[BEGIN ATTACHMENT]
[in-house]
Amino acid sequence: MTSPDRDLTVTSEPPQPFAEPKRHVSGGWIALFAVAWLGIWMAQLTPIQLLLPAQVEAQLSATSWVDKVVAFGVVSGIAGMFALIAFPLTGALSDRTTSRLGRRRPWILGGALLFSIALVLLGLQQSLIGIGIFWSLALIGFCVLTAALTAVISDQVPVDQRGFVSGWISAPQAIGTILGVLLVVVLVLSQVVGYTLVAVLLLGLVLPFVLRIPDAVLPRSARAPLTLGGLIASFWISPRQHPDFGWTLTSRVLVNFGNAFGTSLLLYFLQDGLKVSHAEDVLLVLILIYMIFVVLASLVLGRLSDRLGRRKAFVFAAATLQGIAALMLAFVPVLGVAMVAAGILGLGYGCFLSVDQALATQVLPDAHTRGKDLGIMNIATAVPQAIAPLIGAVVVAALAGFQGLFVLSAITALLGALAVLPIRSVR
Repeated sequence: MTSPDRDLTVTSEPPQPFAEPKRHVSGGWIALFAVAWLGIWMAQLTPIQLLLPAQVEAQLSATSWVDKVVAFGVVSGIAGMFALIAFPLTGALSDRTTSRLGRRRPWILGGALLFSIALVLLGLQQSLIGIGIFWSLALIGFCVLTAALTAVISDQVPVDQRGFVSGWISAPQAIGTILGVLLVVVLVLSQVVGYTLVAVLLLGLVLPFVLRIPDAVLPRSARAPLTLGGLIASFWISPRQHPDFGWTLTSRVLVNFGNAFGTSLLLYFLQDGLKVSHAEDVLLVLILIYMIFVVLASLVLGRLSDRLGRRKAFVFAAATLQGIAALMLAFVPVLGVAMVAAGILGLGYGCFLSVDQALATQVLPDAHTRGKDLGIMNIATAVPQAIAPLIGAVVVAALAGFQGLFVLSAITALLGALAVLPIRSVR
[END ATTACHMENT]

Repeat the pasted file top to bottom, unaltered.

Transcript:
[in-house]
Amino acid sequence: MTSPDRDLTVTSEPPQPFAEPKRHVSGGWIALFAVAWLGIWMAQLTPIQLLLPAQVEAQLSATSWVDKVVAFGVVSGIAGMFALIAFPLTGALSDRTTSRLGRRRPWILGGALLFSIALVLLGLQQSLIGIGIFWSLALIGFCVLTAALTAVISDQVPVDQRGFVSGWISAPQAIGTILGVLLVVVLVLSQVVGYTLVAVLLLGLVLPFVLRIPDAVLPRSARAPLTLGGLIASFWISPRQHPDFGWTLTSRVLVNFGNAFGTSLLLYFLQDGLKVSHAEDVLLVLILIYMIFVVLASLVLGRLSDRLGRRKAFVFAAATLQGIAALMLAFVPVLGVAMVAAGILGLGYGCFLSVDQALATQVLPDAHTRGKDLGIMNIATAVPQAIAPLIGAVVVAALAGFQGLFVLSAITALLGALAVLPIRSVR
Repeated sequence: MTSPDRDLTVTSEPPQPFAEPKRHVSGGWIALFAVAWLGIWMAQLTPIQLLLPAQVEAQLSATSWVDKVVAFGVVSGIAGMFALIAFPLTGALSDRTTSRLGRRRPWILGGALLFSIALVLLGLQQSLIGIGIFWSLALIGFCVLTAALTAVISDQVPVDQRGFVSGWISAPQAIGTILGVLLVVVLVLSQVVGYTLVAVLLLGLVLPFVLRIPDAVLPRSARAPLTLGGLIASFWISPRQHPDFGWTLTSRVLVNFGNAFGTSLLLYFLQDGLKVSHAEDVLLVLILIYMIFVVLASLVLGRLSDRLGRRKAFVFAAATLQGIAALMLAFVPVLGVAMVAAGILGLGYGCFLSVDQALATQVLPDAHTRGKDLGIMNIATAVPQAIAPLIGAVVVAALAGFQGLFVLSAITALLGALAVLPIRSVR